When connecting an audio source into the input, the external audio is injected into the signal path before the low-pass filter. This way, you can affect and control the external audio in the usual manner. Unfortunately, Korg Minilogue does not have a ‘Hold’ function for the audio VCA. Without holding down a key or running the sequencer, drones and some other treatments will not be possible.
Korg Minilogue’s Edit Mode has 3 menus, which contain 45 additional parameters that are dedicated to the programs, sequencer, and global setup. Most of these additional parameters have obvious functions, such as master tuning, local on/off, patch naming, MIDI and sync parameters, and so on.
The other parameters are for controlling the important aspects of the sound, such as the portamento, the sync modes of the LFOs (whether the four voices are bound to each other or to the sequencer), and whether the MIDI velocity affects the sound loudness or not. The vital parameters for the sequencer include the swing, length, and gate time. Over time, you will become very familiar with these menus.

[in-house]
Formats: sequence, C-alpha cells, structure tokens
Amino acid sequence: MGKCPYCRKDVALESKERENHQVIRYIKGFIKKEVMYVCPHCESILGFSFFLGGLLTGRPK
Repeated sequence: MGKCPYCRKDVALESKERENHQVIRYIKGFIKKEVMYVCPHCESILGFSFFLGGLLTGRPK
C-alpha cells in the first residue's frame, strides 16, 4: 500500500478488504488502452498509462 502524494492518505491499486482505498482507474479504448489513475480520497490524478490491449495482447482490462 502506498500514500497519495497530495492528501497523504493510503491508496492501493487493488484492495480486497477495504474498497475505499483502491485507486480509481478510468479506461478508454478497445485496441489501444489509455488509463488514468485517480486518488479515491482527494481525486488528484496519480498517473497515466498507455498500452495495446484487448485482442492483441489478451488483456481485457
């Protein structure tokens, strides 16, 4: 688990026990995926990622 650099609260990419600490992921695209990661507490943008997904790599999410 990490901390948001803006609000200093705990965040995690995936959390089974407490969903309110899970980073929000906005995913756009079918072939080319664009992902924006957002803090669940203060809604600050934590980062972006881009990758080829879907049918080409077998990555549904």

First of all, Korg Minilogue is a single-channel mono-timbre four-voice hybrid synth. It has analogue and digital capabilities, with various monophonic and duophonic options. Each voice has two VCOs, white noise, an audio VCA, and a low-pass VCF, all of which are modulated by the digitally generated LFO and shaped by the dual digitally generated ADSR envelopes. Korg Minilogue has a simple classic voice architecture, but the manufacturer has enhanced with attractive twists.
The oscillators have four octave settings with independent tuning knobs for every oscillator. When all the knobs are set to zero and the global octave switch is set to the middle, the octave settings are generally precise on 2’, 4’, 8’ and 16’.